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Lehriya from Rajasthan

Written by Trends


Posted on July 29 2014

Lehriya is a tie n dye technique practiced in Rajasthan, India. The name Lehriya is derived from the word lehar, which stand for waves in Hindi. The print of the Sares is in waves giving it the name lehriya. These lehariya sarees are worn on special occasions such as Diwali and Teej. These sarees are the best produced sarees in India. Single color sarees with odhnis (duppatta) are also very regular.

Coming from Rajasthan, a place rich in art and craft is Lehriya. We are well aware of this print and probably own one, be it in Ssarees, or on some dress. Lehriya is a popular tie and dye technique that has made a mark from itself and has been a favourite of many women around the country.

The word lehriya is derived from The hindi word lehar, which means waves in English. The print is a zigzag pattern of stripes, depicting the visual of the flow of water.

Writing about textile crafts for The Hindu, Mita Kapur asserts: "The famous leheriya (zigzag pattern of irregular colour stripes) is a visual invocation of the flow of water at the same time painstakingly showing the depths of indigo after multiple mud-resistant and dyeing processes. No small wonder that the blues in leheriya attract the eyes instinctively."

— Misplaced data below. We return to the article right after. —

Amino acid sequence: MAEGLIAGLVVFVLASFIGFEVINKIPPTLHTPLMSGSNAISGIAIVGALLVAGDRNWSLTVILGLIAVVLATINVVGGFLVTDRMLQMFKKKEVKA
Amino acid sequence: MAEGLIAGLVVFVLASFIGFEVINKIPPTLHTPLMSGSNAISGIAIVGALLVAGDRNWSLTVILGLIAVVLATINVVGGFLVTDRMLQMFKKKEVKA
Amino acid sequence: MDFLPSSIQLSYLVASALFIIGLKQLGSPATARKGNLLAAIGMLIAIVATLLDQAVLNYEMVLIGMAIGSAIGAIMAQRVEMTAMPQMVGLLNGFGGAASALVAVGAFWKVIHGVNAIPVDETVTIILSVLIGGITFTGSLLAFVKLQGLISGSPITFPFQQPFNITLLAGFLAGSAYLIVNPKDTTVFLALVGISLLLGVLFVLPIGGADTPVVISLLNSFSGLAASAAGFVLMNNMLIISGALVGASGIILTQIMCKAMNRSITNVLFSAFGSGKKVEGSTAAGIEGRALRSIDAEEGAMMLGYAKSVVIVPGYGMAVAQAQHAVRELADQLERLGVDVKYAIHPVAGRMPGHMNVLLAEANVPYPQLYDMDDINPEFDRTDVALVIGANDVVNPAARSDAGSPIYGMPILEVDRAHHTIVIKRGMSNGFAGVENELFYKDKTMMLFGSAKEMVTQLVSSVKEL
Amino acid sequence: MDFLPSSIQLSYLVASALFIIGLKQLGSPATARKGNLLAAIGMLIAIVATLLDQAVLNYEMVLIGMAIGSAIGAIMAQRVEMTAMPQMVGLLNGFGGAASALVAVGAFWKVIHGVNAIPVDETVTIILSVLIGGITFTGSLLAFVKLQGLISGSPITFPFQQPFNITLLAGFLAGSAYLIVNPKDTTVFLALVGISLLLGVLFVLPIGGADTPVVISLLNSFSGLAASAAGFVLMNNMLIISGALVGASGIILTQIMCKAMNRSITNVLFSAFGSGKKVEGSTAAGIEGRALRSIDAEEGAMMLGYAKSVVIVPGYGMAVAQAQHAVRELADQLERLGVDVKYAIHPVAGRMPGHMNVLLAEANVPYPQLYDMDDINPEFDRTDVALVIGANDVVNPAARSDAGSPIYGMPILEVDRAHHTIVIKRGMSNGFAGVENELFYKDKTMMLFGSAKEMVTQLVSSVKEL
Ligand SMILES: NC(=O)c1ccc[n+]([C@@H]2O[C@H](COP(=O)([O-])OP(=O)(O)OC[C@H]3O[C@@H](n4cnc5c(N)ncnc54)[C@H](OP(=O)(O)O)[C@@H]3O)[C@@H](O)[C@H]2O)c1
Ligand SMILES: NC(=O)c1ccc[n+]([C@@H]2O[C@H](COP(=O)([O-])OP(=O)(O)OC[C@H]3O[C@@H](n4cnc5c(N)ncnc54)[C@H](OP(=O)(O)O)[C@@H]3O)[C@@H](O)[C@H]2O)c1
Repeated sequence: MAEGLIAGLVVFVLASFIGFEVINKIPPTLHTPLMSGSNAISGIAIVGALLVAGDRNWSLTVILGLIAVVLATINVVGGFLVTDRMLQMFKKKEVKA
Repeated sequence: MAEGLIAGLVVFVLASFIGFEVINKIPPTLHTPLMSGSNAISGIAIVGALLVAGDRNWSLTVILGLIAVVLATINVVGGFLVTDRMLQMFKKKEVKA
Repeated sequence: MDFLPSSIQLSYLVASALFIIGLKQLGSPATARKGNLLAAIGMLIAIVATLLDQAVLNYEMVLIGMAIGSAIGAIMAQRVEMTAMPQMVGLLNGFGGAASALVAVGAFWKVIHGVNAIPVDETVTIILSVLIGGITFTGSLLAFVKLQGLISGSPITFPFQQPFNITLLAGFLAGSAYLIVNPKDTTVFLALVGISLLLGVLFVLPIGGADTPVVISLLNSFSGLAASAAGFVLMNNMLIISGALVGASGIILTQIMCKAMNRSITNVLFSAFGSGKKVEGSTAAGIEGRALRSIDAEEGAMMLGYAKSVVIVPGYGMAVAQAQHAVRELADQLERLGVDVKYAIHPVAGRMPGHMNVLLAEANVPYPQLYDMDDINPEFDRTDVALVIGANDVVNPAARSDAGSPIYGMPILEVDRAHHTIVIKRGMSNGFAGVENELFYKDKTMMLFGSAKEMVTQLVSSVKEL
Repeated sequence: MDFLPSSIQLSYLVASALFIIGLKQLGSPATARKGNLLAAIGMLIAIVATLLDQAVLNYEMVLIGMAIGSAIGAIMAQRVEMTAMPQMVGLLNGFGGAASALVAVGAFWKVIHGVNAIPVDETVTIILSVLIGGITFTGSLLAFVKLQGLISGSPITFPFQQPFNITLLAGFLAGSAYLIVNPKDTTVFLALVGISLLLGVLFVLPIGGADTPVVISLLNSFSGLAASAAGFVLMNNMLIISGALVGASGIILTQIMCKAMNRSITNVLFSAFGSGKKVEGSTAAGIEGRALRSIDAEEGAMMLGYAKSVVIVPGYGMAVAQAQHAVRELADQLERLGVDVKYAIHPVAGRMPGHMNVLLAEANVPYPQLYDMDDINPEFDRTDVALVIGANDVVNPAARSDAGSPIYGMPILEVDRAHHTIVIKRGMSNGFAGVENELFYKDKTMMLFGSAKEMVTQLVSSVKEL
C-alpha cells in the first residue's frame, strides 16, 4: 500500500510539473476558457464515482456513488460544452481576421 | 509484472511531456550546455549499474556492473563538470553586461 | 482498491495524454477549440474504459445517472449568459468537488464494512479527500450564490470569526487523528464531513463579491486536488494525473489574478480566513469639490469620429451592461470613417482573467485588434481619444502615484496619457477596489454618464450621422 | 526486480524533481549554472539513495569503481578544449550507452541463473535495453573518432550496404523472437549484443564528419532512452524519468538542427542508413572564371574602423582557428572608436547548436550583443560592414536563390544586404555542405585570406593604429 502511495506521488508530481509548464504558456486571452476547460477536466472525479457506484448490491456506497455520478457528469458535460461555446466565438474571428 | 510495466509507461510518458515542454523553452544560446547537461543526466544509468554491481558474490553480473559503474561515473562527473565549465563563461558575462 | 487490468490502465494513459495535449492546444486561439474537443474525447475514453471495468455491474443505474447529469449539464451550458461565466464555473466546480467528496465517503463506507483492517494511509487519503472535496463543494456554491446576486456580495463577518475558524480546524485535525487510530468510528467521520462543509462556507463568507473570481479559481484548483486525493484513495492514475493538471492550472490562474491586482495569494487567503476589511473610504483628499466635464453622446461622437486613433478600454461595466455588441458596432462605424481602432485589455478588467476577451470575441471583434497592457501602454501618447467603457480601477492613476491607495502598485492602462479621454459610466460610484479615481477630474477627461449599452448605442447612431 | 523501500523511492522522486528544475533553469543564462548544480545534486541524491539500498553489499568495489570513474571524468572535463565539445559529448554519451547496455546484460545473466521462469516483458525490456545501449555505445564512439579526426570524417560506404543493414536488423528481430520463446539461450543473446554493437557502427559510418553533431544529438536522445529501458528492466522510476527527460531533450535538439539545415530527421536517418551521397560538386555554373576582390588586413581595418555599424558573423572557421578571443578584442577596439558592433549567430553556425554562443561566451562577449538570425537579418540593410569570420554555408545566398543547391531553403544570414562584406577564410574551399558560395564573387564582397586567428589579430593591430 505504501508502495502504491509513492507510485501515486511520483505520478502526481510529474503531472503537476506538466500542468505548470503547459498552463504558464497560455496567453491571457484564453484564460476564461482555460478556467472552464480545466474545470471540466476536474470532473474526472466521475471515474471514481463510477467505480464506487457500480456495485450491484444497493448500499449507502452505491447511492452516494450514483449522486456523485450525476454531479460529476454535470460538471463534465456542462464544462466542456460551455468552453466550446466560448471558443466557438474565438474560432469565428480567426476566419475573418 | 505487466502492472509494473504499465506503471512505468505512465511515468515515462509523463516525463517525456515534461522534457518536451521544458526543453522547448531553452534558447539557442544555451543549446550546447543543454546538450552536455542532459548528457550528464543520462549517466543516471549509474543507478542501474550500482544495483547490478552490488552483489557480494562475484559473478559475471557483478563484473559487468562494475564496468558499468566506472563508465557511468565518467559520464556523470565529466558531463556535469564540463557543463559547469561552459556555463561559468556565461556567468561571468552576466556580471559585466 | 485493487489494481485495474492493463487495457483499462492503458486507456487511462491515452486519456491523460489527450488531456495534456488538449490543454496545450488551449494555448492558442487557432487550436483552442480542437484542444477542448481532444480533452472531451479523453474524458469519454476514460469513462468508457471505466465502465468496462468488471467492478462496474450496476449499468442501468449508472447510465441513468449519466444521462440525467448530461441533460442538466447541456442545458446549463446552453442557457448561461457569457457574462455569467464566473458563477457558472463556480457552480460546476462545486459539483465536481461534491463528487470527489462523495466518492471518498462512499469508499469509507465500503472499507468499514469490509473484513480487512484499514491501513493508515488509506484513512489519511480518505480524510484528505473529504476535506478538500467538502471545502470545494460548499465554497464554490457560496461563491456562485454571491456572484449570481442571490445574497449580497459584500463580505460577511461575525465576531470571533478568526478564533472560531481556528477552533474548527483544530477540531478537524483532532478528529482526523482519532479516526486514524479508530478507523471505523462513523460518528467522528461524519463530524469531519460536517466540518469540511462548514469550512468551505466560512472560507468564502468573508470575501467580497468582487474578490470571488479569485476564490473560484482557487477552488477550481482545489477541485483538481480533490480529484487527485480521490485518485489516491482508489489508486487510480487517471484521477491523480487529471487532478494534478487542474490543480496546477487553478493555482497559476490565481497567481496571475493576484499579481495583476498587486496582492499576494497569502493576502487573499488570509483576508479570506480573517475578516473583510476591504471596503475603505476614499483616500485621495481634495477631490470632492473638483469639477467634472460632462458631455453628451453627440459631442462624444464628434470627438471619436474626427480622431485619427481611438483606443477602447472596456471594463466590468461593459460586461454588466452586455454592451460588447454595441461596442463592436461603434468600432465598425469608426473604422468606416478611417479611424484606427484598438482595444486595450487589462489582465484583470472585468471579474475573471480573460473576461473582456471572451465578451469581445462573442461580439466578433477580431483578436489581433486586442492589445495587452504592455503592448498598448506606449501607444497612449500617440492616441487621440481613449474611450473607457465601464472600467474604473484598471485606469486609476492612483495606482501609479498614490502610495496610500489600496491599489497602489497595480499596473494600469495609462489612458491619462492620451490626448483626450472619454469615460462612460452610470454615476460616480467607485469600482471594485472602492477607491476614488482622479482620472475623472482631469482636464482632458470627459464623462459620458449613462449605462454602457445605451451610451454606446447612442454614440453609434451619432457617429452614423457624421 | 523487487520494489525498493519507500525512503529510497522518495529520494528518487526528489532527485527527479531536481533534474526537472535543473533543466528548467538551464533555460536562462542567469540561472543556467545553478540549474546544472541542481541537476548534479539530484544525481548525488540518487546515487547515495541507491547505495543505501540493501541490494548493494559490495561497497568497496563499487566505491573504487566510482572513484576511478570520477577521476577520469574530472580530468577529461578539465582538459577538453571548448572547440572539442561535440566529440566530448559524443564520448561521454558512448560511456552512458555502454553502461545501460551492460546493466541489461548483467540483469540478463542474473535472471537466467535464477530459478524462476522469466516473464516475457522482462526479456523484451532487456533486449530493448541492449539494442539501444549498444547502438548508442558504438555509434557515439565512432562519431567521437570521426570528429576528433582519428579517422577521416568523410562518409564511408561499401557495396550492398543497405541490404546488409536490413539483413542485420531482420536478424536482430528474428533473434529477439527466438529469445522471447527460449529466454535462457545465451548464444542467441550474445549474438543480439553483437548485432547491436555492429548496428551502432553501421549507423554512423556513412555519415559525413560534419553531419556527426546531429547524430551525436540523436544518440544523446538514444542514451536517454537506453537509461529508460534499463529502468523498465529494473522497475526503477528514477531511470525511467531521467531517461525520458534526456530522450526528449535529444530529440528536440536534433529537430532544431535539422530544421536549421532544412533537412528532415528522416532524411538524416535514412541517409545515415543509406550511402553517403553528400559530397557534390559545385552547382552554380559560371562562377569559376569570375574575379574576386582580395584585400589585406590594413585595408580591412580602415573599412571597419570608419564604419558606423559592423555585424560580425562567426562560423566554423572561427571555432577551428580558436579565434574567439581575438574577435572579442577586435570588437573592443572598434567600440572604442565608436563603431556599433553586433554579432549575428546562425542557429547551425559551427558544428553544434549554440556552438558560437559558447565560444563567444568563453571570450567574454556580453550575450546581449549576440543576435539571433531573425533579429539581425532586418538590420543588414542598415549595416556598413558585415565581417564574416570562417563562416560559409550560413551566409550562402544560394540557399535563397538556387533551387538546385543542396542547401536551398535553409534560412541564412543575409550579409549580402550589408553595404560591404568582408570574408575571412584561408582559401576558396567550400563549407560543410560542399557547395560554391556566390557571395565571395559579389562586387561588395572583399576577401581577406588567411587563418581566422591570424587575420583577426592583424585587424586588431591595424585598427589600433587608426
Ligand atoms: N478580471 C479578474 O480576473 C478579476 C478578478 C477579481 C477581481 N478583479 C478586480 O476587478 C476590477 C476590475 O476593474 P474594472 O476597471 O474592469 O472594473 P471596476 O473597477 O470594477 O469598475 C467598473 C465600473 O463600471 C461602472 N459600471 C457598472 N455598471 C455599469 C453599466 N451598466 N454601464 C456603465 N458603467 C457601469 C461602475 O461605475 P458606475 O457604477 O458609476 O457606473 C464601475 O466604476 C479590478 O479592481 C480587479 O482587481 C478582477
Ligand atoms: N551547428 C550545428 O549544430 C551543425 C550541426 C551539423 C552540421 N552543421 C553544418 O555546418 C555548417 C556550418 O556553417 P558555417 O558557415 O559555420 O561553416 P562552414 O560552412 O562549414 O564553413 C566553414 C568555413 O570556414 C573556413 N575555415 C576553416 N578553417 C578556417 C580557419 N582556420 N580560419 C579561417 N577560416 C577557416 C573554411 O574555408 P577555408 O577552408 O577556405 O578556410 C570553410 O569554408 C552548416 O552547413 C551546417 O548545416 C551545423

Leheria dyeing is done on thin cotton or silk cloth, usually in lengths appropriate for  turbans or sarees. According to World Textiles: A Visual Guide to Traditional Techniques, the fabric is "rolled diagonally from one corner to the opposite selvedge, and then tied at the required intervals and dyed". Wave patterns result from fanlike folds made before dyeing. Traditional leheria employs natural dyes and multiple washes and uses indigo or alizarin during the final stage of preparation.


An additional dyeing using the leheria technique produces mothara. In the making of mothara, the original resists are removed and the fabric is re-rolled and tied along the opposite diagonal. This results in a checkered pattern with small undyed areas occurring at regular intervals. The undyed areas are about the size of a lentil, hence the name mothara (moth means lentil in Hindi).


Leheria turbans were a standard part of male business attire in Rajasthan during the nineteenth and early twentieth centuries. Leheria is still produced in Jodhpur, Jaipur, Udaipur, and Nathdwara. It is offered for sale with most of its resist ties still in place as proof of authenticity, with a small portion of fabric unrolled to display its pattern.


This tie and dye technique, amongst the many in India, traces its roots back to 5000 years.

Lehriya is also popular amongst a lot of Indian designers and has been used for designer collection by designers.





Disclaimer: The images are just for reference purpose. We don’t claim ownership of any of them.

The images and videos used are property of the respective owners.



  • Tie and dye saree avilable

    Posted by geeta raghav | May 08, 2015
  • Nice one

    Posted by aditi gupta | August 13, 2014
  • i love rajasthani saare

    Posted by smriti | August 13, 2014
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